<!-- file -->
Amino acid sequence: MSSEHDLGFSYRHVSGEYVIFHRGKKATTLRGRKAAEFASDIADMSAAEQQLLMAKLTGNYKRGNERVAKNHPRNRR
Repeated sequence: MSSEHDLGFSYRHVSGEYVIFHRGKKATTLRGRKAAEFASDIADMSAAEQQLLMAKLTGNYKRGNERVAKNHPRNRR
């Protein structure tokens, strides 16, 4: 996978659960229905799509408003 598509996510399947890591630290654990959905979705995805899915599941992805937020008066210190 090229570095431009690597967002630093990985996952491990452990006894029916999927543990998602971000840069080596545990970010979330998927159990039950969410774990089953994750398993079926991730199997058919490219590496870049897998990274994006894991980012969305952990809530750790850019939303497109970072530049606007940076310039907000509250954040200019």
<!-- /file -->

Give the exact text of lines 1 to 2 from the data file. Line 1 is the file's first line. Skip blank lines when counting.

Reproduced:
Amino acid sequence: MSSEHDLGFSYRHVSGEYVIFHRGKKATTLRGRKAAEFASDIADMSAAEQQLLMAKLTGNYKRGNERVAKNHPRNRR
Repeated sequence: MSSEHDLGFSYRHVSGEYVIFHRGKKATTLRGRKAAEFASDIADMSAAEQQLLMAKLTGNYKRGNERVAKNHPRNRR